# De Morgan laws

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Instances of duality principles, expressing the effect of complementation in set theory on union and intersection of sets; the analogous relationship between negation in propositional calculus and conjunction and disjunction. They were published by Augustus de Morgan (1806-1871) in 1858, in the forms "The contrary of an aggregate is the compound of the contraries of the aggregants" and "The contrary of a compound is the aggregation of the contraries of the components". Both laws were known in the 14th century to William of Ockham.

Let \$A\$, \$B\$ be sets in some universal domain \$\Omega\$ and \$\complement\$ denote complementation relative to \$\Omega\$. Then \$\$ \complement (A \cap B) = (\complement A) \cup (\complement B) \$\$ and \$\$ \complement (A \cup B) = (\complement A) \cap (\complement B) \$\$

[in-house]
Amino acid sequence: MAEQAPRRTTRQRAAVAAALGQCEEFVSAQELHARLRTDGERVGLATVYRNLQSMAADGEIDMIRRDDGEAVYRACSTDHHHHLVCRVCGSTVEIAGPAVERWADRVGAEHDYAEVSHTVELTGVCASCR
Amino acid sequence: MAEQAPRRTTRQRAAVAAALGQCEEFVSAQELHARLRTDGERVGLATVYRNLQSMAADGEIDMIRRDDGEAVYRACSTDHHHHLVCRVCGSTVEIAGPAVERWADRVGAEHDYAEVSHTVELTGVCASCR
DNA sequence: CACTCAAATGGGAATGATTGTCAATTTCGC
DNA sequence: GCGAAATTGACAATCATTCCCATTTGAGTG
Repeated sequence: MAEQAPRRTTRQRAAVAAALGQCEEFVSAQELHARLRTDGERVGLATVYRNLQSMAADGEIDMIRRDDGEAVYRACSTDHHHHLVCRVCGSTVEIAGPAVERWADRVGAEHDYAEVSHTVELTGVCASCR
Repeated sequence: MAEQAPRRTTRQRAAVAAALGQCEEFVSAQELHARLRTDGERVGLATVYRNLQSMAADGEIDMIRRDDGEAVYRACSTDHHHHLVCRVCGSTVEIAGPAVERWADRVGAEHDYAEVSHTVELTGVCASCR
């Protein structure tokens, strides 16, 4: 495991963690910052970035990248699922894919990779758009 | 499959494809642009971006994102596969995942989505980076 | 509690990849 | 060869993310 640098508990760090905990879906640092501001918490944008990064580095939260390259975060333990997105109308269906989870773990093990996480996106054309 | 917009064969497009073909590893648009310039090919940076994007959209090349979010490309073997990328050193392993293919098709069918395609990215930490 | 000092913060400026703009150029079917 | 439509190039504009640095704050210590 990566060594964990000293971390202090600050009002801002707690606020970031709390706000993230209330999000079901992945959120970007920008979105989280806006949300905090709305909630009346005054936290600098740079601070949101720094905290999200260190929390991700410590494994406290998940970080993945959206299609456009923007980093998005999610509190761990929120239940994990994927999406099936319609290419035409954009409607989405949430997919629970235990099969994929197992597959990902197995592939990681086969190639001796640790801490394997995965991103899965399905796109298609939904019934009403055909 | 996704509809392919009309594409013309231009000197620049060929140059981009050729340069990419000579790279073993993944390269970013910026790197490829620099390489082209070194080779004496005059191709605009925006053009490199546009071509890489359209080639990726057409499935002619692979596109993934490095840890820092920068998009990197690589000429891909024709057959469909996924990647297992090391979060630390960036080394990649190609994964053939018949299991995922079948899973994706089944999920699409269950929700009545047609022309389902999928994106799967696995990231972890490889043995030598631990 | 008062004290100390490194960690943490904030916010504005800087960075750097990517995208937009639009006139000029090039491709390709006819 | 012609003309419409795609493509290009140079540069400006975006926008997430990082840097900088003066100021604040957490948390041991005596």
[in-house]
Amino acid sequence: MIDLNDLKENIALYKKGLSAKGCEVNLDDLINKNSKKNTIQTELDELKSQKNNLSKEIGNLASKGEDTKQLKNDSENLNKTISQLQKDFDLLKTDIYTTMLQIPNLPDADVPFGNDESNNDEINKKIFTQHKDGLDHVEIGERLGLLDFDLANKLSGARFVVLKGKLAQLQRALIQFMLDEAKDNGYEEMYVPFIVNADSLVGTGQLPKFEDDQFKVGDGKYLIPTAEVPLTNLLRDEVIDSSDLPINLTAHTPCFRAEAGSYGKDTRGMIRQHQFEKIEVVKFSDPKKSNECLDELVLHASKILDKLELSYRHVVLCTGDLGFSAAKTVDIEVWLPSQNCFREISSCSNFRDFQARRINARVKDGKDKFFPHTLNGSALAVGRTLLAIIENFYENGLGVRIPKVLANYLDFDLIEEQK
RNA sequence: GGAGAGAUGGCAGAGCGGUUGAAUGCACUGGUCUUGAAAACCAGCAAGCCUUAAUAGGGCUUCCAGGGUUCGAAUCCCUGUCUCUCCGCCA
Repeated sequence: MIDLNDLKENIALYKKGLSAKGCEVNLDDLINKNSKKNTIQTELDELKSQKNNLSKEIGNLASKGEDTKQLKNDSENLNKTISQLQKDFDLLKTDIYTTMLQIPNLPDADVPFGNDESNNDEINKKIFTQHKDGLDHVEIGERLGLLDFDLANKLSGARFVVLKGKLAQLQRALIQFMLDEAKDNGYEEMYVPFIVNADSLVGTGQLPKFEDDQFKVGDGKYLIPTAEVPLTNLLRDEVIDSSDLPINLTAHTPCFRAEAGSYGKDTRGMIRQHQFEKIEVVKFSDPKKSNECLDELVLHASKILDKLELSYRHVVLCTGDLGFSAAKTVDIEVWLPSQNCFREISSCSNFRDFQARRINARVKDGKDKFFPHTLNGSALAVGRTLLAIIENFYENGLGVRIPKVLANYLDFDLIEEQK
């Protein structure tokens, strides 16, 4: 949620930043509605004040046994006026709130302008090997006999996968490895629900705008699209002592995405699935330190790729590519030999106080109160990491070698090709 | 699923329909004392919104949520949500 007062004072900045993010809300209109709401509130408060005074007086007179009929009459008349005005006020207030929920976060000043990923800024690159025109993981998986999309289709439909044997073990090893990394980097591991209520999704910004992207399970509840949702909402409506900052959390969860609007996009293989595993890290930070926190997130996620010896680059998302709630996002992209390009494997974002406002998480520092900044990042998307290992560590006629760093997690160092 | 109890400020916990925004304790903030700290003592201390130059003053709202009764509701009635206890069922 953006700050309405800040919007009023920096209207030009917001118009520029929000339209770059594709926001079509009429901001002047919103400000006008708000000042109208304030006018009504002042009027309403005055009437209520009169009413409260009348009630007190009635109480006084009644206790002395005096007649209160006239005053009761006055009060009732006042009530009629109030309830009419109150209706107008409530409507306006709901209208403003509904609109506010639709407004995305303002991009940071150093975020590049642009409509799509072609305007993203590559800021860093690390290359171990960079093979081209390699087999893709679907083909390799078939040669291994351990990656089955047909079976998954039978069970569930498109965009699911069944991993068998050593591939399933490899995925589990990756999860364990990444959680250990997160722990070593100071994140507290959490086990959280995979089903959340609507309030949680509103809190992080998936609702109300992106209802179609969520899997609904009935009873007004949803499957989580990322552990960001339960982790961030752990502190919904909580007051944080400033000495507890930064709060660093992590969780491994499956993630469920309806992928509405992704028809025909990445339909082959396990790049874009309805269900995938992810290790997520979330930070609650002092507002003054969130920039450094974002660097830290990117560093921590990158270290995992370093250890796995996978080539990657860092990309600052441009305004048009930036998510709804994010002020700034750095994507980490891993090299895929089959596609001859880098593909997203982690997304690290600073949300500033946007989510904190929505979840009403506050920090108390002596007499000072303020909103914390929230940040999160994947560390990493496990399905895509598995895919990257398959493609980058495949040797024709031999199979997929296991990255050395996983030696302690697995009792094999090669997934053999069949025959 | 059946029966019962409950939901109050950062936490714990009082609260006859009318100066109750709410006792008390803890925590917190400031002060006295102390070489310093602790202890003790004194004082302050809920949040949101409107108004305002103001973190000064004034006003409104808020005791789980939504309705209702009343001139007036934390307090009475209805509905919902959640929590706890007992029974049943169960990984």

Let \$p\$ and \$q\$ be propositions. \$\$ \neg(p \wedge q) = (\neg p) \vee (\neg q) \$\$ and \$\$ \neg(p \vee q) = (\neg p) \wedge (\neg q) \$\$

A de Morgan algebra is an abstract algebra with binary operations \$\wedge,\vee\$ and an involution satisfying the analogous relations.

How to Cite This Entry:
De Morgan laws. Encyclopedia of Mathematics. URL: http://encyclopediaofmath.org/index.php?title=De_Morgan_laws&oldid=35218